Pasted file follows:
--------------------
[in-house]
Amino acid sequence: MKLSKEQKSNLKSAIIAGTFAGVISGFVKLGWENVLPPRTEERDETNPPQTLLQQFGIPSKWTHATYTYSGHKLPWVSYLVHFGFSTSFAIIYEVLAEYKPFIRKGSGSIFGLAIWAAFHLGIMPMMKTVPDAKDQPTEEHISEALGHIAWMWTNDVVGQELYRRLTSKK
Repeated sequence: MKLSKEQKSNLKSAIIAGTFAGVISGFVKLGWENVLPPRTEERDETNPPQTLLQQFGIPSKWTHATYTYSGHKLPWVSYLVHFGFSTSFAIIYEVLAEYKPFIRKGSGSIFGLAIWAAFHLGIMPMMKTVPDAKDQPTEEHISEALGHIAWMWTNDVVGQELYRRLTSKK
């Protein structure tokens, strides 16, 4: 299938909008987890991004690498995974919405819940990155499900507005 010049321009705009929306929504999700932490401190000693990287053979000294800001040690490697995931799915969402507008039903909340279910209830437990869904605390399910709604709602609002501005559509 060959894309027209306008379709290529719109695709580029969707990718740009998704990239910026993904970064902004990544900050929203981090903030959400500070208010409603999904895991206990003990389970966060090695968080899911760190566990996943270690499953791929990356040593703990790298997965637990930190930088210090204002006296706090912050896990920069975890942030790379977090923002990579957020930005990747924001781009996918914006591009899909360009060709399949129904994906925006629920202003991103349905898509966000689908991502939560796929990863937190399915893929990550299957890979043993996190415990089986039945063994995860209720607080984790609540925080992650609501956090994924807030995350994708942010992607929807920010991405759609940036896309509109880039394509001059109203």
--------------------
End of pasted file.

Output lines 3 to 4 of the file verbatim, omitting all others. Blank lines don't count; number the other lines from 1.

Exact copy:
Repeated sequence: MKLSKEQKSNLKSAIIAGTFAGVISGFVKLGWENVLPPRTEERDETNPPQTLLQQFGIPSKWTHATYTYSGHKLPWVSYLVHFGFSTSFAIIYEVLAEYKPFIRKGSGSIFGLAIWAAFHLGIMPMMKTVPDAKDQPTEEHISEALGHIAWMWTNDVVGQELYRRLTSKK
């Protein structure tokens, strides 16, 4: 299938909008987890991004690498995974919405819940990155499900507005 010049321009705009929306929504999700932490401190000693990287053979000294800001040690490697995931799915969402507008039903909340279910209830437990869904605390399910709604709602609002501005559509 060959894309027209306008379709290529719109695709580029969707990718740009998704990239910026993904970064902004990544900050929203981090903030959400500070208010409603999904895991206990003990389970966060090695968080899911760190566990996943270690499953791929990356040593703990790298997965637990930190930088210090204002006296706090912050896990920069975890942030790379977090923002990579957020930005990747924001781009996918914006591009899909360009060709399949129904994906925006629920202003991103349905898509966000689908991502939560796929990863937190399915893929990550299957890979043993996190415990089986039945063994995860209720607080984790609540925080992650609501956090994924807030995350994708942010992607929807920010991405759609940036896309509109880039394509001059109203």